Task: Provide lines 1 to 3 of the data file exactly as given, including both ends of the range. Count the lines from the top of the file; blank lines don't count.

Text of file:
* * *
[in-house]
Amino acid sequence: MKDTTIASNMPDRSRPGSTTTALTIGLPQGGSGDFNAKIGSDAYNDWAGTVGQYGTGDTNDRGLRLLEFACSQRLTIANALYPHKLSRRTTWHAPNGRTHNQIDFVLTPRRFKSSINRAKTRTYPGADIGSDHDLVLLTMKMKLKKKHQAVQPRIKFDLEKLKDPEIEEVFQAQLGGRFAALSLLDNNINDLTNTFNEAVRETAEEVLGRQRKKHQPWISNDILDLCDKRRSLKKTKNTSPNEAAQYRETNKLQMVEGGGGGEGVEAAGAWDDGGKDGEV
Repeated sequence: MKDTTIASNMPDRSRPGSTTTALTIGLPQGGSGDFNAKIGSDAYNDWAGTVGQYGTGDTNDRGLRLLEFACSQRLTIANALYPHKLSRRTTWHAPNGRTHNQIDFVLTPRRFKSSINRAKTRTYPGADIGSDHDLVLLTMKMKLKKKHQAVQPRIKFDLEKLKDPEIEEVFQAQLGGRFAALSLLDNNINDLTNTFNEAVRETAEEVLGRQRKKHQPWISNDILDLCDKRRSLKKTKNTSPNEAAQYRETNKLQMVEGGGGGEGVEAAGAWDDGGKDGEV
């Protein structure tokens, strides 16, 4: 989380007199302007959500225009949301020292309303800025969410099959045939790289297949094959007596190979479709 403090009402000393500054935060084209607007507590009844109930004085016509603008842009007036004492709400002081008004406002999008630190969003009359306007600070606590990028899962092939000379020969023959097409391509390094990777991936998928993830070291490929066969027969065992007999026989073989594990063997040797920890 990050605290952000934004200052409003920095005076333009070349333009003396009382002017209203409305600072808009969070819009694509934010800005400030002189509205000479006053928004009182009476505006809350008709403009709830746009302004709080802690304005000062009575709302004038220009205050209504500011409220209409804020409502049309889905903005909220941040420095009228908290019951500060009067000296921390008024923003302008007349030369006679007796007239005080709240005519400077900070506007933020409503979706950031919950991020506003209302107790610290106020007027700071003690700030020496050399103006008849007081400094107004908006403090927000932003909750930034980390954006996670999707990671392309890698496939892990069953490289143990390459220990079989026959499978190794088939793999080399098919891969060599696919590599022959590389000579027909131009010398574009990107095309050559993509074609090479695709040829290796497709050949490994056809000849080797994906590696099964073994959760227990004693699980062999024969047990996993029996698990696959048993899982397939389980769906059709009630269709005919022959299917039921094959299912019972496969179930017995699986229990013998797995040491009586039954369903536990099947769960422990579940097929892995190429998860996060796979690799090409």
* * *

[in-house]
Amino acid sequence: MKDTTIASNMPDRSRPGSTTTALTIGLPQGGSGDFNAKIGSDAYNDWAGTVGQYGTGDTNDRGLRLLEFACSQRLTIANALYPHKLSRRTTWHAPNGRTHNQIDFVLTPRRFKSSINRAKTRTYPGADIGSDHDLVLLTMKMKLKKKHQAVQPRIKFDLEKLKDPEIEEVFQAQLGGRFAALSLLDNNINDLTNTFNEAVRETAEEVLGRQRKKHQPWISNDILDLCDKRRSLKKTKNTSPNEAAQYRETNKLQMVEGGGGGEGVEAAGAWDDGGKDGEV
Repeated sequence: MKDTTIASNMPDRSRPGSTTTALTIGLPQGGSGDFNAKIGSDAYNDWAGTVGQYGTGDTNDRGLRLLEFACSQRLTIANALYPHKLSRRTTWHAPNGRTHNQIDFVLTPRRFKSSINRAKTRTYPGADIGSDHDLVLLTMKMKLKKKHQAVQPRIKFDLEKLKDPEIEEVFQAQLGGRFAALSLLDNNINDLTNTFNEAVRETAEEVLGRQRKKHQPWISNDILDLCDKRRSLKKTKNTSPNEAAQYRETNKLQMVEGGGGGEGVEAAGAWDDGGKDGEV